It may be harder to make money in US stocks compared to the last few years of low volatility and high returns, but there are still some benefits to a twitchier market. Even though we’re less than 90 trading days through 2018, US stocks certainly qualify for that descriptor. There have already been 30 times in which the S&P 500 has generated daily returns of +1% to the upside or downside this year. That compares to just 8 for all of last year. Without even being half way through the year, the market is already over the half way mark towards the average of 53 daily moves each year since 1958.
So what’s the silver lining? More instances of violent one-day declines can mean more attractive buying opportunities for brave investors. But does it pay to catch the falling knife? We pulled the data and here’s what we found:
- We looked for daily returns of negative 4% or greater for the S&P 500 dating back to 1958 (the first full year of data). This has happened just 41 times in 59 years, but already this year there have been 7 days where the S&P was down between 2.1-4.1%.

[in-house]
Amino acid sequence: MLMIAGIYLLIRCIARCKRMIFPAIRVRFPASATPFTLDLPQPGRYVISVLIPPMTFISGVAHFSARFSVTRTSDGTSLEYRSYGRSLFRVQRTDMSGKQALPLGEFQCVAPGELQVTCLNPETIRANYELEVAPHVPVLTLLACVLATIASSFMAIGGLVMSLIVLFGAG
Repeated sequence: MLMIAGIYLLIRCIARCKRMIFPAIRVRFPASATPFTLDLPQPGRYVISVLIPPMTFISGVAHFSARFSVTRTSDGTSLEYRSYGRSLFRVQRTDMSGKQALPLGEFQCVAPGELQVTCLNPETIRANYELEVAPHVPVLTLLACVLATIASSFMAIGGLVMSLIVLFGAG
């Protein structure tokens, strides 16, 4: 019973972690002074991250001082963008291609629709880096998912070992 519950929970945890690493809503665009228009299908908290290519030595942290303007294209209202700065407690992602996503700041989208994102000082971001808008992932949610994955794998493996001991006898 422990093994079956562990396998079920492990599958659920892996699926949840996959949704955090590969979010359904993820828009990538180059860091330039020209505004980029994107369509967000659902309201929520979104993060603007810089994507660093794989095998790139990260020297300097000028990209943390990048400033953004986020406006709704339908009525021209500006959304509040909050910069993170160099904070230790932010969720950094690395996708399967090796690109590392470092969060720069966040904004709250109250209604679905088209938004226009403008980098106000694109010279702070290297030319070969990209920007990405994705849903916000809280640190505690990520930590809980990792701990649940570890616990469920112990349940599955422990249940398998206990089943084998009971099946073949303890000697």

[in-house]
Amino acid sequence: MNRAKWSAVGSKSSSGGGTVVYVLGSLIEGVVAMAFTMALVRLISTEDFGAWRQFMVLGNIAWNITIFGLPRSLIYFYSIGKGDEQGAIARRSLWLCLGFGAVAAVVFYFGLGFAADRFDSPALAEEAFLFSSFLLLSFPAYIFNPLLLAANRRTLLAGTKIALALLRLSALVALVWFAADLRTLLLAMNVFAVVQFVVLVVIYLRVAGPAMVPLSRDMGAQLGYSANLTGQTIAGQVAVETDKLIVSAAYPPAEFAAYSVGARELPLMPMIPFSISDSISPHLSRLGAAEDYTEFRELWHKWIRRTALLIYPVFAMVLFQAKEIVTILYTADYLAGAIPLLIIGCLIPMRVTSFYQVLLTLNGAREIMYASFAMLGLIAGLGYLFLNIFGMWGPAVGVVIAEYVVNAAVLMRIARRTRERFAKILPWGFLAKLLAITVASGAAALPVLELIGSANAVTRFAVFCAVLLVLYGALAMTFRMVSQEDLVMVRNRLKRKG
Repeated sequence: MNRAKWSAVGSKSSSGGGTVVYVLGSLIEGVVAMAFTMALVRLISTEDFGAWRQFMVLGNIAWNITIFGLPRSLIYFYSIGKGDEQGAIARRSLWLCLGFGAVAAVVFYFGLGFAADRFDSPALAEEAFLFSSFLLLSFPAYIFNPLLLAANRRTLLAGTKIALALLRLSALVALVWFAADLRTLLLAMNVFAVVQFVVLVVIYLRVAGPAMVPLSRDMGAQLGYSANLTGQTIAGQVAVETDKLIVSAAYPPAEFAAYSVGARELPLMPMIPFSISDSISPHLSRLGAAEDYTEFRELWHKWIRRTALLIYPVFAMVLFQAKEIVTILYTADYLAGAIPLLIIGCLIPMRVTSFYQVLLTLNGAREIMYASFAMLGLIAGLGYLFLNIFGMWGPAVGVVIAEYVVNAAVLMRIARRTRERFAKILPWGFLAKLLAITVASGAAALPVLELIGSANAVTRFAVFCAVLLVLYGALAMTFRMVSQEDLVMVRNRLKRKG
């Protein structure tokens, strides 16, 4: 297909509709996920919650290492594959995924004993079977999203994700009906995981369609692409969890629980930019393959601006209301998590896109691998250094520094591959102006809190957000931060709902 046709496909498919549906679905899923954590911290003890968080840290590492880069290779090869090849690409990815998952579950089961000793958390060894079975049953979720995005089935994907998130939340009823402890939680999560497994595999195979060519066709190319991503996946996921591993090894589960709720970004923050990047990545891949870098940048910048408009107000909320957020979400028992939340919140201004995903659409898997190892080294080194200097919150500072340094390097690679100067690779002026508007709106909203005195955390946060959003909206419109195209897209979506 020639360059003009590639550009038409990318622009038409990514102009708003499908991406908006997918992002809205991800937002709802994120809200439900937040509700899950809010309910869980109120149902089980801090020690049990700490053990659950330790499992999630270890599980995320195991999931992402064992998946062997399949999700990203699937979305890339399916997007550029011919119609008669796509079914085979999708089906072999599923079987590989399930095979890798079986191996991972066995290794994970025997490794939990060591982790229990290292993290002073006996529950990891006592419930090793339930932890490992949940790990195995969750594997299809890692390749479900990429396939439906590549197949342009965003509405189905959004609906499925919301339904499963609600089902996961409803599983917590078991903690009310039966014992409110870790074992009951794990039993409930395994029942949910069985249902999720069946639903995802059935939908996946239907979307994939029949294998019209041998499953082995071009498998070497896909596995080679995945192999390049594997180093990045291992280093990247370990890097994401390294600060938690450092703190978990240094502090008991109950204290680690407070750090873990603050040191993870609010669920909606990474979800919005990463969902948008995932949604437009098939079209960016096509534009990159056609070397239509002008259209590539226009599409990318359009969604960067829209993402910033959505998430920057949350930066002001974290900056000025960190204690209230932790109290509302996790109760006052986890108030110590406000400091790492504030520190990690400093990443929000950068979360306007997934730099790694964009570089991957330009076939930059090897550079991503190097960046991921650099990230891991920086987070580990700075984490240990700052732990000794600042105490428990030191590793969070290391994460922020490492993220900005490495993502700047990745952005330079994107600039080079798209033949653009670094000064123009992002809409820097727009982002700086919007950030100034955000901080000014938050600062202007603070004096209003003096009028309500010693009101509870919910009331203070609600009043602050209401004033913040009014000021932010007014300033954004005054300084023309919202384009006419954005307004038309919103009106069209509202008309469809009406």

- During the 41 times the S&P has fallen +4%, the average one day drop was negative 6%. Excluding the outlier on Black Monday 1987 (-20.5%), they were down 5.6%.
- The day after such a drop the S&P on average rebounded, up 1.1%.Again, if you exclude the outlier on Black Monday (as the session before the market was down 5.2%), the S&P was up 1.7%.
- Over the next month, the S&P was relatively flat (up an average of 45 basis points), but over the next year they were up an average of 20.1%.Breaking down the latter figure, the S&P was up 78% of the time over the next year, including up by double digits 75% of the time with a range of +12% to 67%.
- The last time the S&P was down over 4% in one day (4.1% to be exact) was in early February, but it rebounded the next day up 1.7% and the next month up 2.7%. It is down 36 basis points since then, but has plenty of time to catch up within the year.
Our takeaway: it may be worth buying the close of the next large daily dip of +4% in the S&P 500. If you can hold on through incremental volatility, history has shown it’s usually up by double digits after a year. We’ve not even gotten to the most volatile months of the year where the VIX has peaked the most since it was created in 1990: August and October. So there are potentially rare opportunities ahead, especially during a year that’s started off more volatile than usual, which we expect to continue.